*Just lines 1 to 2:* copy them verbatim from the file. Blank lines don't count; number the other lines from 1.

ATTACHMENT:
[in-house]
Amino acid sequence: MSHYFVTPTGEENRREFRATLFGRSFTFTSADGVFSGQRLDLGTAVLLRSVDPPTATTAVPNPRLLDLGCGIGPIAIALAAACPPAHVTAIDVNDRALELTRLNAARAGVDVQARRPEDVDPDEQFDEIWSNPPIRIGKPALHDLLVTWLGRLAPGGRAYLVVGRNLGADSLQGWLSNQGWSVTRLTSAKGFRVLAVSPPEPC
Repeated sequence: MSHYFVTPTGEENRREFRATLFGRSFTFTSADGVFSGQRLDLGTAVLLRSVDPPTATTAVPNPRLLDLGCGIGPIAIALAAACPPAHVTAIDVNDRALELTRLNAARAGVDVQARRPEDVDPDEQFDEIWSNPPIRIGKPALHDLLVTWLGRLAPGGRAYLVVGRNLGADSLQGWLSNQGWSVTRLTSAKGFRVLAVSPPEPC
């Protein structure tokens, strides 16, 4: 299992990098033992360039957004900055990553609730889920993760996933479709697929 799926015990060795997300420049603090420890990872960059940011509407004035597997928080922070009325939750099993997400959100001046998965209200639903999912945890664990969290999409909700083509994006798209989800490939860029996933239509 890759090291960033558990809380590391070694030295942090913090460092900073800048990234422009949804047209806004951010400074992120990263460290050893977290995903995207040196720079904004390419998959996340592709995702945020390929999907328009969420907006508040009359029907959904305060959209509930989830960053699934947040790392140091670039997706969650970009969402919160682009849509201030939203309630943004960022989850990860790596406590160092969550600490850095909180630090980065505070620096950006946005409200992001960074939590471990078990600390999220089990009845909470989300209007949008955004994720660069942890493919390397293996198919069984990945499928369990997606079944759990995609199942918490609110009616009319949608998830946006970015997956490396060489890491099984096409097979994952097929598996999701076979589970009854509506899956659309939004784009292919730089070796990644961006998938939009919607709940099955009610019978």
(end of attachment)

[in-house]
Amino acid sequence: MSHYFVTPTGEENRREFRATLFGRSFTFTSADGVFSGQRLDLGTAVLLRSVDPPTATTAVPNPRLLDLGCGIGPIAIALAAACPPAHVTAIDVNDRALELTRLNAARAGVDVQARRPEDVDPDEQFDEIWSNPPIRIGKPALHDLLVTWLGRLAPGGRAYLVVGRNLGADSLQGWLSNQGWSVTRLTSAKGFRVLAVSPPEPC